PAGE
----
By Steve Weinstein
By Devon Maloney
By Tessa Stuart
By Alison Flowers
By Albert Samaha
By Jesse Jarnow
By Eric Tsetsi
By Raillan Brooks
Julie decided to clean out her parents' apartment before visiting her father again. As she expected, she found no photographs of herself, but eventually discovered a box with some old letters, including the one she'd written ending their relationship. There was also a photograph from her first wedding—but she and her ex had been cut out of the picture.
Other telling discoveries included receipts showing that the Weinsteins had spent more than $2,500 on booze the previous year and a box of recently purchased condoms in the night-table drawer. "I don't know why you would need condoms at this age and with the baby factory gone," Julie says. "We were like, What else could you use these for? It was disturbing."
And the funeral? There was none. "My father did not care about a funeral, and, frankly, who the hell was going to come?" Julie says. "It was unnecessary, a waste of money, and just a way to prolong my agony." As Evelyn tells it, "Helen and Paul didn't want to be bothered with going to a cemetery." Though she told Julie she'd abide by her decision, she secretly wanted some type of requiem.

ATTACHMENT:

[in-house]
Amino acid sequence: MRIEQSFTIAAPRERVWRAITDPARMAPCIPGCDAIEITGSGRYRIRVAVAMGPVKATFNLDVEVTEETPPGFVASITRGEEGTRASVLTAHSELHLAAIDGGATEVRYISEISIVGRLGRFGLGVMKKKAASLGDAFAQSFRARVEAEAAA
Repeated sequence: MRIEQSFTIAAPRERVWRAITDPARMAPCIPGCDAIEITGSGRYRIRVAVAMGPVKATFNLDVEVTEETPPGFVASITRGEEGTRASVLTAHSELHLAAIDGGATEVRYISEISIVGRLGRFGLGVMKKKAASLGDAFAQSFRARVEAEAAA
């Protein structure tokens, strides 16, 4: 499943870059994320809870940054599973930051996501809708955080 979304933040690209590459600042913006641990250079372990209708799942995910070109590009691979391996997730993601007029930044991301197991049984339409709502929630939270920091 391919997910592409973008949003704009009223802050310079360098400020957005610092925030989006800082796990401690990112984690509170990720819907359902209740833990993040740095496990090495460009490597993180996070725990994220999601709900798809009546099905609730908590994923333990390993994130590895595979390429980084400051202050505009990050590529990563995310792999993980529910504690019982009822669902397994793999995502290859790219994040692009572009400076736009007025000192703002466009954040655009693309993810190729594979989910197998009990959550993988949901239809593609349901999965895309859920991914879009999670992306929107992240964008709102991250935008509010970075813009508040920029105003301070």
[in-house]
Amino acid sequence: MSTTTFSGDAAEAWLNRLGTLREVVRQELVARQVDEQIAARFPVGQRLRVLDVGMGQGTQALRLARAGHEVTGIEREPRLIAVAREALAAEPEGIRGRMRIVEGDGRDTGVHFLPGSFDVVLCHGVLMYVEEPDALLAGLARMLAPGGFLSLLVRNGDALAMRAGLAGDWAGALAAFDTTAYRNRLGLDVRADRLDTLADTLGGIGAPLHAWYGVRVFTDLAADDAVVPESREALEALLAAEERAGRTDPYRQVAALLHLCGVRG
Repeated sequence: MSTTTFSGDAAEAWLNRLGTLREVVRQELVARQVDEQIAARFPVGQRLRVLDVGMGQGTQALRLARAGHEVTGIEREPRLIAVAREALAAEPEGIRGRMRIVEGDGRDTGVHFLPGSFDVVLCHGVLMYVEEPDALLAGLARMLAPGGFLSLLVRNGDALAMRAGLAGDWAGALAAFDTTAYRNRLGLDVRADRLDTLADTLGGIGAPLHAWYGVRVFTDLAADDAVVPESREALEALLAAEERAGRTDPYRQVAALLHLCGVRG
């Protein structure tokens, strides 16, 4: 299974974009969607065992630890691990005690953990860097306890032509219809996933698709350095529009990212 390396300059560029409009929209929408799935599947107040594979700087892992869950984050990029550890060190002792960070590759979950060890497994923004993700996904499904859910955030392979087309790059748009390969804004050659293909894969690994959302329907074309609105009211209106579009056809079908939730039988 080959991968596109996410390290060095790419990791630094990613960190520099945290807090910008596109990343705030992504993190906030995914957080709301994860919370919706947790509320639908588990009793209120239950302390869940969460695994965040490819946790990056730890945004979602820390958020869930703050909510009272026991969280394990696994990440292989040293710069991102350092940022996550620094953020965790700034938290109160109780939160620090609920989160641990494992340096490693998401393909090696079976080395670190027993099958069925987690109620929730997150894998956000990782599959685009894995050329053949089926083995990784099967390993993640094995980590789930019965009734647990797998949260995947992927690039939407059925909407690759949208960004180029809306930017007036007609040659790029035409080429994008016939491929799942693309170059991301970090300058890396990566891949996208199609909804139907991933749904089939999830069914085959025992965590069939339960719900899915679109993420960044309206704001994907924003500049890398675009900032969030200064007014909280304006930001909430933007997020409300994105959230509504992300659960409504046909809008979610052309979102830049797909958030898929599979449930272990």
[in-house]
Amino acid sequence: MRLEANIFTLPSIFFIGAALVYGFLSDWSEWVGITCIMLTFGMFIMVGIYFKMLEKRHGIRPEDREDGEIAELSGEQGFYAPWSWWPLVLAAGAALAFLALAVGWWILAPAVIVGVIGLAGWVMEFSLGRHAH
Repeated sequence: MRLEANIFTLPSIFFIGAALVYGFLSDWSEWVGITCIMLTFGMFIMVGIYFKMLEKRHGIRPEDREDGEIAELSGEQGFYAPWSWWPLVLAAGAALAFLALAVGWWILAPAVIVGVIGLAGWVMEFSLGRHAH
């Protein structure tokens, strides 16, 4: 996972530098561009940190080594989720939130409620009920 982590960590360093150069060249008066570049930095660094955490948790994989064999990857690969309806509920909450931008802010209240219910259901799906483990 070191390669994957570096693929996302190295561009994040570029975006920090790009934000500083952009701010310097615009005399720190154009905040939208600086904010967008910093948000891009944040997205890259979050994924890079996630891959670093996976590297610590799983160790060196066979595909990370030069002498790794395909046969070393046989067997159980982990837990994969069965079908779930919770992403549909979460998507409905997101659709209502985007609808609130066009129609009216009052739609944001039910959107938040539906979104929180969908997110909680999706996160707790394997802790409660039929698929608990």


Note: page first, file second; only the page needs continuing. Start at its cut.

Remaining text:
All of this didn't sit well with my mother, who also thought a service—no matter how small—was the right thing to do. Even worse: The Weinsteins opted for cremation—a big issue for my family, since cremation is taboo in the Jewish religion. Not that it mattered. Neither of them was ever observant, and they certainly had no desire to leave a legacy, much less any trace of their earthly existence. (Paul instructed Julie to cremate him as well and spread his and Helen's ashes together at a site in the Poconos.) "It's weird," Evelyn says. "It's like you've never been on Earth."
And so, with zero acknowledgment of her life of 71 years, there was no ceremony, flowers, or even one word spoken on her behalf—despite being survived by a daughter, two grandchildren, three older sisters, and countless nieces and nephews, most of whom did not even know she existed.
When Helen's remains arrived at Julie's workplace several days later, my cousin was unruffled. If anything, the delivery supplied a dose of comic relief.
"My mother's ashes arrived in a large can similar to a 28-ounce container of crushed tomatoes," Julie says. "I have a warped sense of humor. I introduced her to a few people, and she rode shotgun in the car with me that day. We had a nice talk—the first time I got to have my say. I just don't have any grief in my heart for her. It's just not there. On the other hand, I feel sympathetic to my father's situation, though it's more like being sensitive to a friend's situation than feeling deeply that this is my father."